Elecampane has been used in the treatment of tuberculosis. The bitter principle makes it useful also to stimulate digestion and appetite.                                                                                                                                             

Externally it is used as a wash for wounds and itching rashes. It is burned to repel insects.                                        Elecampane combines well with White Horehound, Coltsfoot, Pleurisy Root, Lungwort and Yarrow for respiratory problems.

Magickal uses: Add this herb to love charms and amulets of all kinds. Used with mistletoe and vervain, it is especially powerful. Use when scrying for better results. Place leaves and flowers into a pink pouch to attract love or for protection. Burn as incense to increase visions when scrying. Scatter the root around the home to attract the Fae.

Properties: Expectorant, anti-tussive, diaphoretic, hepatic, anti-microbial. Contains volatile oil, containing sesquiterpene lactones, main lyalamtolactone ( helenalin or elecampane camphor), isoalantolactone and their dihydro derivatives, alantic acid and azulene. As well as Inulin and miscellaneous; sterols, resin etc.

Growth: Elecampane enjoys roadsides and damp fields and pastures. Plant it in full sun in a damp, but not soggy, location. It is a perennial that grows 3 - 6 feet tall. The fibrous, top-shaped rootstock is brown outside and white inside. The stout, round stem is coarse and woolly. It bears large, alternate, ovate, serrate, olive-colored leaves with white veins. The large, yellow flower heads are solitary or grow in paniculate clusters from July to September. The fruit is a brown, quadrangular achene.The root is most commonly used. It is indigenous to Europe and temperate Asia, naturalized in the USA, and cultivated widely in Europe and also China.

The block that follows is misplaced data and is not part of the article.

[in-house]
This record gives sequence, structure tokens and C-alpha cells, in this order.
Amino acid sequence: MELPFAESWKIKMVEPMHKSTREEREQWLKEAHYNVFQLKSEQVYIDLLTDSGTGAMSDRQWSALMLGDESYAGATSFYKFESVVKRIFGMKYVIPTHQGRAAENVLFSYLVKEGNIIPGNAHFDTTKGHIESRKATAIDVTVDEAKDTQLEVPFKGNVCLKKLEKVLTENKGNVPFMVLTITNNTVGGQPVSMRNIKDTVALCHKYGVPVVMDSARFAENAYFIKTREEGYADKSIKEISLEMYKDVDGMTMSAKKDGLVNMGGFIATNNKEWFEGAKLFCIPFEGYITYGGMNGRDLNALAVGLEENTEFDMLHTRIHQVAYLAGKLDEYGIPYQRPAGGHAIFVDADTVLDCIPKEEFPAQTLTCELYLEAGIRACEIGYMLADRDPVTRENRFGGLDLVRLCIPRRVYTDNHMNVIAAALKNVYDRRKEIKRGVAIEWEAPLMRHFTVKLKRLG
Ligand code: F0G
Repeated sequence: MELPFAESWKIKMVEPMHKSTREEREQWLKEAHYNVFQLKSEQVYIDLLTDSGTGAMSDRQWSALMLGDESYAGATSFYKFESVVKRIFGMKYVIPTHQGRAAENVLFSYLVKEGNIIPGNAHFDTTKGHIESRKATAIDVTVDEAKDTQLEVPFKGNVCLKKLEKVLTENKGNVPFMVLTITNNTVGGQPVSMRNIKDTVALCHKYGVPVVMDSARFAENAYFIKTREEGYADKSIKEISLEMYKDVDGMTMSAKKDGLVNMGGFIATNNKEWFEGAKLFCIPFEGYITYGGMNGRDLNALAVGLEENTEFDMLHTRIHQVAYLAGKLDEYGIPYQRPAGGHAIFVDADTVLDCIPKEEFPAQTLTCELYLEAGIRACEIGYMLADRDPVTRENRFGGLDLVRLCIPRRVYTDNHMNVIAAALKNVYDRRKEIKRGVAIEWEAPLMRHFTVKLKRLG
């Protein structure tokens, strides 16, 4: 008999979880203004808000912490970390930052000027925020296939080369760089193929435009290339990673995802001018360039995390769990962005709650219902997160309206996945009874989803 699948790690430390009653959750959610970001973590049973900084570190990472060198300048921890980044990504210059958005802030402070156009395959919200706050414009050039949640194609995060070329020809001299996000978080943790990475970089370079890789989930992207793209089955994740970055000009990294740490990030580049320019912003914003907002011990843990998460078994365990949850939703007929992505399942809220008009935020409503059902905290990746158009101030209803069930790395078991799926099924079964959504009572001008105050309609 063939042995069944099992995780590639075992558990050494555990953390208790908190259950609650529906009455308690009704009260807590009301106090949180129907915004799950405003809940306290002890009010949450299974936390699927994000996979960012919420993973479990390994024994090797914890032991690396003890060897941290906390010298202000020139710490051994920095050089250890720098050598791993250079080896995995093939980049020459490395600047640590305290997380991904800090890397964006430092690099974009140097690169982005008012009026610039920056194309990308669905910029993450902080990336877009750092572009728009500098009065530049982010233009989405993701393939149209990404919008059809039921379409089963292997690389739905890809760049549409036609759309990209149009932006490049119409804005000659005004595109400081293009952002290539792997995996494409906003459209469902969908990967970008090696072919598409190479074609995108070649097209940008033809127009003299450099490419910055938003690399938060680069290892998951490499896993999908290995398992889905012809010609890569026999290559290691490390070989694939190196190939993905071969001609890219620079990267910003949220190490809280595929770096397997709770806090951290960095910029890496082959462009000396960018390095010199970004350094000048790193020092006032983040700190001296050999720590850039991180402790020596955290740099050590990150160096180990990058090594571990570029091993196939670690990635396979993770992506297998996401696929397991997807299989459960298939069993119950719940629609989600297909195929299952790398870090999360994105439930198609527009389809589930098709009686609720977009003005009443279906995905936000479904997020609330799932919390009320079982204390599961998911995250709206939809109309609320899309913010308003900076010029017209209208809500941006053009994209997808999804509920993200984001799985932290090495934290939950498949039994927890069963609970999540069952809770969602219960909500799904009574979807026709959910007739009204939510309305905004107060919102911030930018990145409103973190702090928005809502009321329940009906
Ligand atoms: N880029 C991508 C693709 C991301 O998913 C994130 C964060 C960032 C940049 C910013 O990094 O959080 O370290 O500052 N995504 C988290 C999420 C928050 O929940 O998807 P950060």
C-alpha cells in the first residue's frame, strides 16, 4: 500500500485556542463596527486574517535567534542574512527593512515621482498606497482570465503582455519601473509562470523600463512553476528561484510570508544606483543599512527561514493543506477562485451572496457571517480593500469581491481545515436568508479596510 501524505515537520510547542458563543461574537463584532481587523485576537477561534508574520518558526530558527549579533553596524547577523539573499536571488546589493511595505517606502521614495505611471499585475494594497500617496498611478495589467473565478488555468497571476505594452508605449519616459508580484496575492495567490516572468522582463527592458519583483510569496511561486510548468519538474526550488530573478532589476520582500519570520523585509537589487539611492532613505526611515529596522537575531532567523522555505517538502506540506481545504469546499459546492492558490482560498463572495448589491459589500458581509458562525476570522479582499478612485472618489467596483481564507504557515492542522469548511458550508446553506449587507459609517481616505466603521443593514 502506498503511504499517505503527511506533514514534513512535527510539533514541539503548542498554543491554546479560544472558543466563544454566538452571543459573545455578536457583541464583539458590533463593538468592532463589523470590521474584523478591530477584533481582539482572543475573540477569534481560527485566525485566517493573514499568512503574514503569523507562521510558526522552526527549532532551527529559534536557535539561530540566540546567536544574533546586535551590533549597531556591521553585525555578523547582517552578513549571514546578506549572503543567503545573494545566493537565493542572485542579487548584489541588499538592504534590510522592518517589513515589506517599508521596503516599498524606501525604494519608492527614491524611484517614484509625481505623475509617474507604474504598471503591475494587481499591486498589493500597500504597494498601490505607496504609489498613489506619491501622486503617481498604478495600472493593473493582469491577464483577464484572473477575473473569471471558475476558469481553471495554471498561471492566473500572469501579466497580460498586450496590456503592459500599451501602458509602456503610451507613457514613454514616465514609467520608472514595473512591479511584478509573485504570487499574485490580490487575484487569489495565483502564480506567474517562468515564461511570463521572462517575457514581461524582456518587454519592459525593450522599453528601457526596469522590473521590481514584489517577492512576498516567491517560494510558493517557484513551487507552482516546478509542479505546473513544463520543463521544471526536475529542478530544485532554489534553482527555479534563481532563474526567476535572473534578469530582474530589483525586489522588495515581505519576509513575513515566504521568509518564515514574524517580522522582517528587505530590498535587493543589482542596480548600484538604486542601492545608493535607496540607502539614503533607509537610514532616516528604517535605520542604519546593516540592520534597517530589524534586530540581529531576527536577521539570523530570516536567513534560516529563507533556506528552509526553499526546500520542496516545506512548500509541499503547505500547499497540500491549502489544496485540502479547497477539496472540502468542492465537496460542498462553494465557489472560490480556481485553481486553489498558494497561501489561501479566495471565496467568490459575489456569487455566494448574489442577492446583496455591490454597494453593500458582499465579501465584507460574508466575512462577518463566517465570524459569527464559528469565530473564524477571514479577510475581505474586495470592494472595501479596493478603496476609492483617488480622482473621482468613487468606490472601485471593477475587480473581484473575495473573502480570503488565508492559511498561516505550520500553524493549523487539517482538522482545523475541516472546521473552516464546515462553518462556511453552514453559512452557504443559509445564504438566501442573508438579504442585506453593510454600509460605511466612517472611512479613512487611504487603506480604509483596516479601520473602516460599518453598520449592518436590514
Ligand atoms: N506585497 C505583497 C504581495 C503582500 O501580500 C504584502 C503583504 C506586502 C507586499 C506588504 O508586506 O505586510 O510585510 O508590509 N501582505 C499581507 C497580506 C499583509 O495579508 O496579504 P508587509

Elm, Slippery: Red elm; Sweet elm

                                                                                          (Ulmus fulva)



Medicinal uses: Slippery elm is used to relieve gastrointestinal conditions, ulcers, sore throats and respiratory irritations.                                                                                                           
External uses include treatment of skin conditions, vaginitis, and hemorrhoids.